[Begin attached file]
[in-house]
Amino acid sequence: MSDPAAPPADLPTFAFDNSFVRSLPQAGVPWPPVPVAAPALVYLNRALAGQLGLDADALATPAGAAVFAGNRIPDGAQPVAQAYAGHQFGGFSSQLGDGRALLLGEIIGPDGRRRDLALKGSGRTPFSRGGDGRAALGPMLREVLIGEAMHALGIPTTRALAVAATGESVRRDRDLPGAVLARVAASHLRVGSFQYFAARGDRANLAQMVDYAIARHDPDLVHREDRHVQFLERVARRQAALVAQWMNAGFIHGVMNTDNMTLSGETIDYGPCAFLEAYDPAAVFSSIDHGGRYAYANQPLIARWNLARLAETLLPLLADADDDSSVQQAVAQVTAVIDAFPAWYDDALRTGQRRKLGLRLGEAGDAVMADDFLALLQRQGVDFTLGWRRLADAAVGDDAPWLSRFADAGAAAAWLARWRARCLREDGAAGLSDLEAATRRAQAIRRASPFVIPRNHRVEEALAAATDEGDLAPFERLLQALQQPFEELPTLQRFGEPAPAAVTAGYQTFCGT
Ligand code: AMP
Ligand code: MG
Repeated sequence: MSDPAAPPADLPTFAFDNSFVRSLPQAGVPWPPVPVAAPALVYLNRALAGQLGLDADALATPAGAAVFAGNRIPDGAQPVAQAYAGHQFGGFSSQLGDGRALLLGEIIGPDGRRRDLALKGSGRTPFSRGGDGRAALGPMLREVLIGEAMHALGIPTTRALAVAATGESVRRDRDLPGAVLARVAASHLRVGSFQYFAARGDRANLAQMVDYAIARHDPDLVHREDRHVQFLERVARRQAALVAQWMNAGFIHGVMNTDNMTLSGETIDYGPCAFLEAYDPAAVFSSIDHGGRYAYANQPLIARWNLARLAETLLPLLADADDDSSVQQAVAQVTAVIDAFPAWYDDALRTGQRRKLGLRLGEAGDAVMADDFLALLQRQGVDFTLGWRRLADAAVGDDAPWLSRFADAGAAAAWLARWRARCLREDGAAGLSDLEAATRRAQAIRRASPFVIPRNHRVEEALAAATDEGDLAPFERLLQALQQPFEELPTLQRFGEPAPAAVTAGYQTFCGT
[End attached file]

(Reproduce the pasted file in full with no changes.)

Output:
[in-house]
Amino acid sequence: MSDPAAPPADLPTFAFDNSFVRSLPQAGVPWPPVPVAAPALVYLNRALAGQLGLDADALATPAGAAVFAGNRIPDGAQPVAQAYAGHQFGGFSSQLGDGRALLLGEIIGPDGRRRDLALKGSGRTPFSRGGDGRAALGPMLREVLIGEAMHALGIPTTRALAVAATGESVRRDRDLPGAVLARVAASHLRVGSFQYFAARGDRANLAQMVDYAIARHDPDLVHREDRHVQFLERVARRQAALVAQWMNAGFIHGVMNTDNMTLSGETIDYGPCAFLEAYDPAAVFSSIDHGGRYAYANQPLIARWNLARLAETLLPLLADADDDSSVQQAVAQVTAVIDAFPAWYDDALRTGQRRKLGLRLGEAGDAVMADDFLALLQRQGVDFTLGWRRLADAAVGDDAPWLSRFADAGAAAAWLARWRARCLREDGAAGLSDLEAATRRAQAIRRASPFVIPRNHRVEEALAAATDEGDLAPFERLLQALQQPFEELPTLQRFGEPAPAAVTAGYQTFCGT
Ligand code: AMP
Ligand code: MG
Repeated sequence: MSDPAAPPADLPTFAFDNSFVRSLPQAGVPWPPVPVAAPALVYLNRALAGQLGLDADALATPAGAAVFAGNRIPDGAQPVAQAYAGHQFGGFSSQLGDGRALLLGEIIGPDGRRRDLALKGSGRTPFSRGGDGRAALGPMLREVLIGEAMHALGIPTTRALAVAATGESVRRDRDLPGAVLARVAASHLRVGSFQYFAARGDRANLAQMVDYAIARHDPDLVHREDRHVQFLERVARRQAALVAQWMNAGFIHGVMNTDNMTLSGETIDYGPCAFLEAYDPAAVFSSIDHGGRYAYANQPLIARWNLARLAETLLPLLADADDDSSVQQAVAQVTAVIDAFPAWYDDALRTGQRRKLGLRLGEAGDAVMADDFLALLQRQGVDFTLGWRRLADAAVGDDAPWLSRFADAGAAAAWLARWRARCLREDGAAGLSDLEAATRRAQAIRRASPFVIPRNHRVEEALAAATDEGDLAPFERLLQALQQPFEELPTLQRFGEPAPAAVTAGYQTFCGT